Boyette: Big oak the place to be during Masters Week
Ben Crenshaw was trying to hold court underneath the big oak tree at Augusta National on Monday, but he kept getting interrupted.
The gathering spot for Masters Tournament invitees, club members and their guests, assorted media and other personalities has been the go-to place for more than 80 years. The live oak was planted when the original clubhouse structure was built in the late 1850s, which makes the tree around 160 years old.
Photos: Masters Monday Practice Round
For those with access inside the ropes around Augusta National’s clubhouse, standing under the big oak is the best thing this side of a Berckmans Place pass.
Crenshaw, a two-time Masters winner, was explaining the changes on No. 5 to a group of reporters when Bob Goalby came out of the clubhouse.
“I remember when you played college,” said Goalby, the 1968 Masters winner. “I remember I told Tommy Aaron, I saw you on the range, and I said there’s one of those hotshot amateurs.”
Crenshaw first played in the Masters as a long-haired amateur in 1972. He played in 44 consecutive Masters, and his two wins (1984 and 1995) are each the stuff of legend.
“Good to see you,” Crenshaw told Goalby. “Glad you’re here.”
About that time Peter Jacobsen stopped by. The NBC golf analyst hammed it up with the two former champions.
“I’m sorry, what’s your name,” he joked as he thanked Crenshaw for his help on a recent telecast.
Aaron, the 1973 winner, poked his head over Crenshaw’s shoulder to see what the fuss was all about.
Crenshaw said he and his wife, Julie, “love being here.”
“You just say to yourself, how lucky can you be to play that many times,” he said. “The whole thing’s a festival. You keep seeing people. Everything is just so familiar.”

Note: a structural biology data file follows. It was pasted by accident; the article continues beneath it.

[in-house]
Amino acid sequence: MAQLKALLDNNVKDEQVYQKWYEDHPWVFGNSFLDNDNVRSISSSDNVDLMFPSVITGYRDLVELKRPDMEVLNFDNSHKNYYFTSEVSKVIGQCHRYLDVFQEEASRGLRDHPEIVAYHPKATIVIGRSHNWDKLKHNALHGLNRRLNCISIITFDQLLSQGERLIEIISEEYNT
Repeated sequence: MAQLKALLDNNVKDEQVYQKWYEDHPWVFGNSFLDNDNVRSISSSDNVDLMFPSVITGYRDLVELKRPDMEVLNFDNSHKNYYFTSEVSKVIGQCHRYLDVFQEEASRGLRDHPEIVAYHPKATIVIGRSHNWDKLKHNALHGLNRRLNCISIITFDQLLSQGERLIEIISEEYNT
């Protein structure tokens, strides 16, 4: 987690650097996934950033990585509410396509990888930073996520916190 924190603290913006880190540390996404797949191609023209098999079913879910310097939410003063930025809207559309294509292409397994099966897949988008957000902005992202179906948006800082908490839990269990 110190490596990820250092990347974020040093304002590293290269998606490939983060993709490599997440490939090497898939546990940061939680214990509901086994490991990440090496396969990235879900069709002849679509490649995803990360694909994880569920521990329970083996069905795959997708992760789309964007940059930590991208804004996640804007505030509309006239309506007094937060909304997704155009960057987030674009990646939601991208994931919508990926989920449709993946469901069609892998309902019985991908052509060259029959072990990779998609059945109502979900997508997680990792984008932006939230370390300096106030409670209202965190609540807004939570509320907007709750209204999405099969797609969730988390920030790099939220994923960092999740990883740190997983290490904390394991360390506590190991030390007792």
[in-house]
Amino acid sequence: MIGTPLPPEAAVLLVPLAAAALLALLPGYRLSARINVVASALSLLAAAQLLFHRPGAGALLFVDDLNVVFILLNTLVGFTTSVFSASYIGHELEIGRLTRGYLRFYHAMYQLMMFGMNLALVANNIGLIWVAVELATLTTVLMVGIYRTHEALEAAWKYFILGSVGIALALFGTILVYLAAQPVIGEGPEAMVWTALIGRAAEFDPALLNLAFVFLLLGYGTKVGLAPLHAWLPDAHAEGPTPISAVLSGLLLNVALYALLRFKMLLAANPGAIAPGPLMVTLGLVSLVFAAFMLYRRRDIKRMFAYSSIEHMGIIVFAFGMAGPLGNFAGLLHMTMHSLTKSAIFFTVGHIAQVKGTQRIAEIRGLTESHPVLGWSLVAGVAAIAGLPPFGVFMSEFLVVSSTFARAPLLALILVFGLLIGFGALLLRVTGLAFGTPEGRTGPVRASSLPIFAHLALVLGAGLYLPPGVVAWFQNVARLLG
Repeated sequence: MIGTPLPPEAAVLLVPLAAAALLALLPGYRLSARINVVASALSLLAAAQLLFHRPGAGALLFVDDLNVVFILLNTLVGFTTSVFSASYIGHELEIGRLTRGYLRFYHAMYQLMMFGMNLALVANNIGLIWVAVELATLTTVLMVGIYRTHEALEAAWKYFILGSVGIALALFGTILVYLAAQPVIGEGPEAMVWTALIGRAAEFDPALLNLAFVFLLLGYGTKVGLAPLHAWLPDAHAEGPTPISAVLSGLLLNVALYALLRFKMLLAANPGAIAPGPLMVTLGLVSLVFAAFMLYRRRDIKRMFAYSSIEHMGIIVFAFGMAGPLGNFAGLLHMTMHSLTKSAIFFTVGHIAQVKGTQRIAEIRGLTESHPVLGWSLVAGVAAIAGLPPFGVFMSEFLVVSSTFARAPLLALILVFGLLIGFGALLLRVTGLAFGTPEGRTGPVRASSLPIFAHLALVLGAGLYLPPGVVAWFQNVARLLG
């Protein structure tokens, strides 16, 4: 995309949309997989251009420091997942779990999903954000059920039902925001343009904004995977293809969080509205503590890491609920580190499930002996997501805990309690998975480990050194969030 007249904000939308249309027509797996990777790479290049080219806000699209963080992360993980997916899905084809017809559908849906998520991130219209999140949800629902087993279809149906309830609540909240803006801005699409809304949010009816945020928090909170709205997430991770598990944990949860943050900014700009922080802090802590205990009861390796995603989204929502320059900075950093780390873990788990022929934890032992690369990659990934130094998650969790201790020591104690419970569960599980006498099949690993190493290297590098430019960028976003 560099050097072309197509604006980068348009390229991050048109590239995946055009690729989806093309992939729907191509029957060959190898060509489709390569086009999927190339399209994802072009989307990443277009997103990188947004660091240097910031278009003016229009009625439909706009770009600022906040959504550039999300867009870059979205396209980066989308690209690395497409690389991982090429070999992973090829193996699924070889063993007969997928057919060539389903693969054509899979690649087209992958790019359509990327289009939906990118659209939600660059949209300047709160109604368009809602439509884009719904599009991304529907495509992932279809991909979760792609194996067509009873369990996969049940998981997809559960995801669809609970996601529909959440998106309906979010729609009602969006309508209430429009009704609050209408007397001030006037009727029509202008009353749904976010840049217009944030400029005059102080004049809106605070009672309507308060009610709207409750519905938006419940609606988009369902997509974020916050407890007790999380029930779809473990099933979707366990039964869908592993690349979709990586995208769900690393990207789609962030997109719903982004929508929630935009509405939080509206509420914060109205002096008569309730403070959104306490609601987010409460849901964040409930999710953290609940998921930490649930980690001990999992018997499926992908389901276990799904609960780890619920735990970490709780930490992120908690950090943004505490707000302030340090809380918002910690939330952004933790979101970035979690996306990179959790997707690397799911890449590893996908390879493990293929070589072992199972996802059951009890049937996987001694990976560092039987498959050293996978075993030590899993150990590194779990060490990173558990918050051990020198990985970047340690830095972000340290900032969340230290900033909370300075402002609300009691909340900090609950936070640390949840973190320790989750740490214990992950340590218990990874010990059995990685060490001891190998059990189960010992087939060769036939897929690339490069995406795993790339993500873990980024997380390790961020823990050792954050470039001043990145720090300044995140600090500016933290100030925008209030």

Not far away from Crenshaw, Dennis Walters was busy as he had conversations with Tiger Woods, Craig Stadler and Jacobsen. He doesn’t have a green jacket, but he will go into the World Golf Hall of Fame this summer.
For those who don’t know Walters’ story, it truly is inspiring.
A car accident left him paralyzed from the waist down, but he’s been able to keep golf in his life through The Dennis Walters Golf Show.
“I think it means a tremendous amount to me because of where I started this journey 45 years ago in a hospital bed,” Walters said between well-wishers. “I don’t even know if I can play golf. I have to invent a way in order for me to play golf.
“Then you go on a 42-year odyssey, over 3 million miles, over 3,000 performances, that’s quite a journey. To be recognized like that ... I just couldn’t be more grateful.”
Four-time winner Woods spied Walters as he made his way from the clubhouse to the putting green near the first tee and stopped to chat.
“Tiger is getting the Ben Hogan Award. I congratulated him because I won it in ‘78,” Walters said. “A few weeks ago, Tiger was at my course (Trump Jupiter) playing with the president and Jack Nicklaus. Tiger came over and congratulated me for getting into the World Golf Hall of Fame. I said, ‘Wow, who would have ever thought I’d get in before you?’
“I saw him here, and I said congratulations to you for getting the Ben Hogan Award. That’s another thing I got before you. We had a big laugh on that.”
Walters once did a show at Augusta National for its members.
“I hit a hundred balls off the first tee,” Walters said with a laugh. “That’s like making the cut in 25 Masters. But I hit them all in the fairway. How are you going to miss that fairway?”
Crenshaw has missed a fairway or two in his day, but putting was always his thing. He was telling the story about his 60-foot birdie putt at No. 10 in 1984 when Jerry Pate, who had stopped by earlier, popped in again.
“Are you still talking?” Pate asked. “You can outtalk me. That’s hard to do.”
Crenshaw has met every Augusta National chairman and played the tournament when the course had bermuda greens. So he is qualified to comment on all things Masters, and the golf history buff gets the appeal of this rite of spring.
“We know the golf course, we know the holes,” he said. “The way the leaderboard was invented, all of the stuff, some of the firsts here, it’s familiar to a lot of people. It’s a spectacle every year.”
The same holds true for the scene under the big oak, Crenshaw said.
“It’s the same it’s always been,” he said. “Tradition.”